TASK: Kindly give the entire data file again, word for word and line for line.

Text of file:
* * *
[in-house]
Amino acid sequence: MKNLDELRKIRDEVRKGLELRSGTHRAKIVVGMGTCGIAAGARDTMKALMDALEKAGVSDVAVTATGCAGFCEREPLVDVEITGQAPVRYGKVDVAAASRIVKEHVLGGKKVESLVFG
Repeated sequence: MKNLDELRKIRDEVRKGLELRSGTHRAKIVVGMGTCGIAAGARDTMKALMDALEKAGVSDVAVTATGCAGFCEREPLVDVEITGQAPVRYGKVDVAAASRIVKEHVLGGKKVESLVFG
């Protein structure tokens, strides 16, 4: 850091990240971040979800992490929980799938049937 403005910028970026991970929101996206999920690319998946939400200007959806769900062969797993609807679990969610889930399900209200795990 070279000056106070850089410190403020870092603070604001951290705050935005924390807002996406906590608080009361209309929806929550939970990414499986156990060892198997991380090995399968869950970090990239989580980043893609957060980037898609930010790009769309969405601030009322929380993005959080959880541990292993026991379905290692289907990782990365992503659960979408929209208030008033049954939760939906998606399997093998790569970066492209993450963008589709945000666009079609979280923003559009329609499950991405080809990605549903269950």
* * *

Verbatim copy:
[in-house]
Amino acid sequence: MKNLDELRKIRDEVRKGLELRSGTHRAKIVVGMGTCGIAAGARDTMKALMDALEKAGVSDVAVTATGCAGFCEREPLVDVEITGQAPVRYGKVDVAAASRIVKEHVLGGKKVESLVFG
Repeated sequence: MKNLDELRKIRDEVRKGLELRSGTHRAKIVVGMGTCGIAAGARDTMKALMDALEKAGVSDVAVTATGCAGFCEREPLVDVEITGQAPVRYGKVDVAAASRIVKEHVLGGKKVESLVFG
């Protein structure tokens, strides 16, 4: 850091990240971040979800992490929980799938049937 403005910028970026991970929101996206999920690319998946939400200007959806769900062969797993609807679990969610889930399900209200795990 070279000056106070850089410190403020870092603070604001951290705050935005924390807002996406906590608080009361209309929806929550939970990414499986156990060892198997991380090995399968869950970090990239989580980043893609957060980037898609930010790009769309969405601030009322929380993005959080959880541990292993026991379905290692289907990782990365992503659960979408929209208030008033049954939760939906998606399997093998790569970066492209993450963008589709945000666009079609979280923003559009329609499950991405080809990605549903269950």